Spotlight: Documentary on atrocities of Japanese Unit 731 triggers public outrage, calls for reflection

Source: Xinhua| 2017-08-16 14:08:57|Editor: ying
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by Yan Lei, Yang Ting, Wang Kejia

TOKYO, Aug. 16 (Xinhua) -- A documentary recently released by Japan's public broadcaster NHK has triggered heated discussions and calls for reflection upon the war history in Japanese society.

The documentary, titled "The Truth of Harbin Unit 731," revealed the outrageous crimes committed by Unit 731, a covert biological and chemical warfare research and development unit of the Imperial Japanese Army during World War II.


Unit 731, notorious for cold-blooded lethal human experimentation among other crimes, is a subject seldom touched in Japan, with the authorities eager to cover up and even deny that part of history.

The documentary, released on Aug. 13 by NHK, however, through testimonies of Unit 731 participants and authentic records of the Khabarovsk War Crimes Trials in 1949, presents vividly the cruel yet irrefutable historical truth to the unwitting public.

Unit 731 was based at the Pingfang district of Harbin, the largest city then in northeast China. The unit, set up around 1936, conducted experiments on live human beings to test germ-releasing bombs and chemical bombs among other atrocities.

The majority of the victims they experimented on were Chinese, while a small percentage were Soviet, Mongolian, Korean, and soldiers of the Allied Forces taken captive. Some of them were children.

"I have seen no one left the camp alive (after being experimented on)," testified Kiyoshi Kawashima, an officer of Unit 731, according to an audio record of the Khabarovsk War Crimes Trials in 1949.

Toshihide Nishi, a medical officer, testified at the trials that they had taken the captives outside where the temperature was below minus 20 degrees Celsius, and fanned the victims to cause frostbites.

Kurakazu, another officer, testified that he had seen fingers of three Chinese victims in such an frostbite experiment turn black and chip off in the freezing temperature.

Takeshi Misumi, only 14 years old when he joined the unit as a junior member, told NHK that he saw with his own eyes how the unit conducted lethal human experimentation.

He also testified that just before the war ended in 1945, in order to cover up their atrocities, the unit, under the order of Japanese military, killed all the people they were experimenting on and who were still alive.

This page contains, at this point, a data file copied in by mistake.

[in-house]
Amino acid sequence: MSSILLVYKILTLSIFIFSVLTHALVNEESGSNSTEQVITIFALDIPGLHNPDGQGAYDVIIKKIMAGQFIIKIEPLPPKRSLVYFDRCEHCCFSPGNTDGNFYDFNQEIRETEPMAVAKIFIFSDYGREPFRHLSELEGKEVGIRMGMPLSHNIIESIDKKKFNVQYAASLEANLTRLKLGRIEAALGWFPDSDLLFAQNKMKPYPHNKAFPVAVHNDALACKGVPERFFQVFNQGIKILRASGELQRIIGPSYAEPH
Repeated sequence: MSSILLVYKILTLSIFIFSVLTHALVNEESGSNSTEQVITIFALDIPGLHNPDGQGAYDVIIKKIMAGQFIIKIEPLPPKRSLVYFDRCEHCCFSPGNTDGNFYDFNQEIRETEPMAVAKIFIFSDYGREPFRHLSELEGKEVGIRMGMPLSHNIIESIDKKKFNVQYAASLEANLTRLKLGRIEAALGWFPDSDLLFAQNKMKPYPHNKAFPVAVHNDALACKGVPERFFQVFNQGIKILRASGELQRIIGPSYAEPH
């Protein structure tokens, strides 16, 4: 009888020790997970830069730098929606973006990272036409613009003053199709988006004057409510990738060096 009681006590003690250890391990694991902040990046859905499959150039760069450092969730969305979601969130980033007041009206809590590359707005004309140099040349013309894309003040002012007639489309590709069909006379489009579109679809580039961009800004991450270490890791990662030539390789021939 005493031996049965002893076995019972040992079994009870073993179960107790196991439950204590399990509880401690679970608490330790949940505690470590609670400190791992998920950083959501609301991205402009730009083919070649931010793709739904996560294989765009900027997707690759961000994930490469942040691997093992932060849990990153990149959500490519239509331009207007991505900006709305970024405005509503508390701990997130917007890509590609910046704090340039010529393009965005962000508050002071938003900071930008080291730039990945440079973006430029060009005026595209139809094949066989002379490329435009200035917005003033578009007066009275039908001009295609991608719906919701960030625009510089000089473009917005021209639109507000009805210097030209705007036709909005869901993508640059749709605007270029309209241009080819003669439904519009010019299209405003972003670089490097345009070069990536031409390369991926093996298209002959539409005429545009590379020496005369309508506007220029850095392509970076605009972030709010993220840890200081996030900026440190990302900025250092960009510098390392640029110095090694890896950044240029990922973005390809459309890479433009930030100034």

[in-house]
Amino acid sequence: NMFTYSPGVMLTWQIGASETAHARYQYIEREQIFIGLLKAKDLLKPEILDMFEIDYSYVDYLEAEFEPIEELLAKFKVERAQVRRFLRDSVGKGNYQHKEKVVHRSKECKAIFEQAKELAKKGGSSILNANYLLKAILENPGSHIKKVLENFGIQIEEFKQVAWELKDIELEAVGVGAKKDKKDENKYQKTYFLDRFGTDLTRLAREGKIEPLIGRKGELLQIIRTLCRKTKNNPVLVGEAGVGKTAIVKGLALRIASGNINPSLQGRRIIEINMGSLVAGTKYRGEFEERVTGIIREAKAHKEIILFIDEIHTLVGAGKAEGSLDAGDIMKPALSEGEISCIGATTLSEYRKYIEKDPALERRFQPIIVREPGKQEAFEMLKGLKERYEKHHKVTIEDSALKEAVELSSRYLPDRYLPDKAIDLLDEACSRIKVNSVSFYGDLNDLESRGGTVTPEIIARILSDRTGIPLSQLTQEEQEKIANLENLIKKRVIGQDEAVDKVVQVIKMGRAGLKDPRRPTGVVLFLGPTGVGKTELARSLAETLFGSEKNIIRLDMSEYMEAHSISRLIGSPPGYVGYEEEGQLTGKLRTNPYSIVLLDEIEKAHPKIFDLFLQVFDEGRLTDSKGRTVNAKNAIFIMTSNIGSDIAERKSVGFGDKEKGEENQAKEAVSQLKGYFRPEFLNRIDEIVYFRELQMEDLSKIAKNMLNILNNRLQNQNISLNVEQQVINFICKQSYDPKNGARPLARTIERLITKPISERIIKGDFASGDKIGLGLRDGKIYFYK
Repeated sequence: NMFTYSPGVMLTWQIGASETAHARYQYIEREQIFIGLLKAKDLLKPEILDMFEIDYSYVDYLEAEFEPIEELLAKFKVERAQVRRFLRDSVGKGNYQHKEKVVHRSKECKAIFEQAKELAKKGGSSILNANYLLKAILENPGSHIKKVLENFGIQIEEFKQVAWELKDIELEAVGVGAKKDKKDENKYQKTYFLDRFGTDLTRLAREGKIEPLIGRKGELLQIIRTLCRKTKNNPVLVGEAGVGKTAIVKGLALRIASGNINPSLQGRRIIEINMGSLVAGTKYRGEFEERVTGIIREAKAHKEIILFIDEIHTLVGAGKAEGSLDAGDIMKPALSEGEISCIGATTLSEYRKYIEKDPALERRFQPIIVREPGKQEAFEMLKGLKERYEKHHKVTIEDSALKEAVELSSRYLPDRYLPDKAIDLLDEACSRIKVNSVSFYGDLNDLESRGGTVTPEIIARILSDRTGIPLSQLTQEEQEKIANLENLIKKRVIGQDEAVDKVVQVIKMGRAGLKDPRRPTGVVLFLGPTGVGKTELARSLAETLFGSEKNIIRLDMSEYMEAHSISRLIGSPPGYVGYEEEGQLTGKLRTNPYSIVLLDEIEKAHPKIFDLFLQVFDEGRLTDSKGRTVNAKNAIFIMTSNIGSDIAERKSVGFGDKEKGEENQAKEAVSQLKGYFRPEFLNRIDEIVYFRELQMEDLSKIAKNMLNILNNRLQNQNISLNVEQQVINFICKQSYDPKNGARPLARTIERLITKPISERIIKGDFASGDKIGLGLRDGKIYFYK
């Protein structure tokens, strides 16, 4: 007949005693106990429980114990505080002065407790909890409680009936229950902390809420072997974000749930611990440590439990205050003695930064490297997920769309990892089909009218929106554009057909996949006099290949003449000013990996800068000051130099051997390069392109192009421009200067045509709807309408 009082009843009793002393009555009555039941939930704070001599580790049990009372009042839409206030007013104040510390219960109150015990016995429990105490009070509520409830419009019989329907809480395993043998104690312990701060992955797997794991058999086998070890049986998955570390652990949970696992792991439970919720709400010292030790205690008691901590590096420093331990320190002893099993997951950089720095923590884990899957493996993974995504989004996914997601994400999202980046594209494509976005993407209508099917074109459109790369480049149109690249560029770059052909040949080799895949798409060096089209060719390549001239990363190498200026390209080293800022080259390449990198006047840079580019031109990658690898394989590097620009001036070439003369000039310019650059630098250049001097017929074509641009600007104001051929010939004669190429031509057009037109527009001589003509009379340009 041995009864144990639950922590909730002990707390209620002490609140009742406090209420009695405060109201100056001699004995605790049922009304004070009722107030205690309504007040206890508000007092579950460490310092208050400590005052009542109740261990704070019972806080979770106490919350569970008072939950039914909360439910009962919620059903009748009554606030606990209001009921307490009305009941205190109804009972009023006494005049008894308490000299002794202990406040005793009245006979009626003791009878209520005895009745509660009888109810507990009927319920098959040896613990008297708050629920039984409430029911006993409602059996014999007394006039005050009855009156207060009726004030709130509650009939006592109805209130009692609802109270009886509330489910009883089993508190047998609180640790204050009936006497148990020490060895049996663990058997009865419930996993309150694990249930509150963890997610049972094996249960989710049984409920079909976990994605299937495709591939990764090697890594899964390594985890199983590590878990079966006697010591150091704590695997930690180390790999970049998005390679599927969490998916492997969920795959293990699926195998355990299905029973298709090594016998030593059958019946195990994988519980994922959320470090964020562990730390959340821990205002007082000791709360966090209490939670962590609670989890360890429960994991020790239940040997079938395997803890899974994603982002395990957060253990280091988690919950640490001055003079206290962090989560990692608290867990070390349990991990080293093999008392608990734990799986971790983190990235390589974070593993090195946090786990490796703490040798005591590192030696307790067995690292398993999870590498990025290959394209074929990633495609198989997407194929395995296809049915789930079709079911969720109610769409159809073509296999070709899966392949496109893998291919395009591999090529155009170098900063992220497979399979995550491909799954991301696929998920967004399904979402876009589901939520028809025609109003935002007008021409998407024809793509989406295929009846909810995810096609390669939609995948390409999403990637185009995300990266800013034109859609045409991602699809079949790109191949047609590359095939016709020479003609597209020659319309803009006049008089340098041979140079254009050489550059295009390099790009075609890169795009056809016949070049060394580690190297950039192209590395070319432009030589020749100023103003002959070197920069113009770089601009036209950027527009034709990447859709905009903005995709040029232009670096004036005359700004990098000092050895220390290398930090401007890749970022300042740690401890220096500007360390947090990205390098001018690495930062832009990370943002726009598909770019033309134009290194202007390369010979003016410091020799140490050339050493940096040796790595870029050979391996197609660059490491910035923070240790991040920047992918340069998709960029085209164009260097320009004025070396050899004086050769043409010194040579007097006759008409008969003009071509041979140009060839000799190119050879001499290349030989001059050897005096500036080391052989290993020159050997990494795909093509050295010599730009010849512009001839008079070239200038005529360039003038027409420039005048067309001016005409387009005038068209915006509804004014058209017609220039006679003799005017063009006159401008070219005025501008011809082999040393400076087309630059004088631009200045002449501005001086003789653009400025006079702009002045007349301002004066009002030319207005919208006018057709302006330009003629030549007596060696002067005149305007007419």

Misumi was ordered to pour gasoline on the bodies and put them on fire. The horrible scenes have since haunted him for the rest of his life.

"The war is so cruel, so inhuman ... It is something that should never have happened," he said with tears in eyes in the documentary.


The documentary, while irritating the ultra-rightwing forces, exposed many Japanese people to the truth of the war, and many start to reflect upon history.

Nobuo Okimatsu, veteran at World War II and head of a civil group dedicated to promoting Sino-Japanese friendship, said that in Japan, the truth about Unit 731 is a part of the history that has been touchy to many, but it is also something that the people shall know about.

"The Japanese people shall know about the crimes that Japan has committed in the past," he said.

Tamaki Matsuoka, a former primary teacher who has devoted 30 years of her life conveying the historic truth about the 1937 Nanjing Massacre to the Japanese people, said it was great for the documentary to make public the audio records about Unit 731 and the Khabarovsk Trials.

But she also pointed out that the documentary failed to ask the question why most of the officers and researchers responsible for the crimes of Unit 731 went back to Japan untried and unblamed after the war, and even enjoyed academic fame afterwards.

Instead of being tried for war crimes, the researchers involved in Unit 731 were secretly given immunity by the United States in exchange for the data they gathered through human experimentation. Only those few that had been arrested by Soviet forces first were tried at the Khabarovsk War Crime Trials in 1949.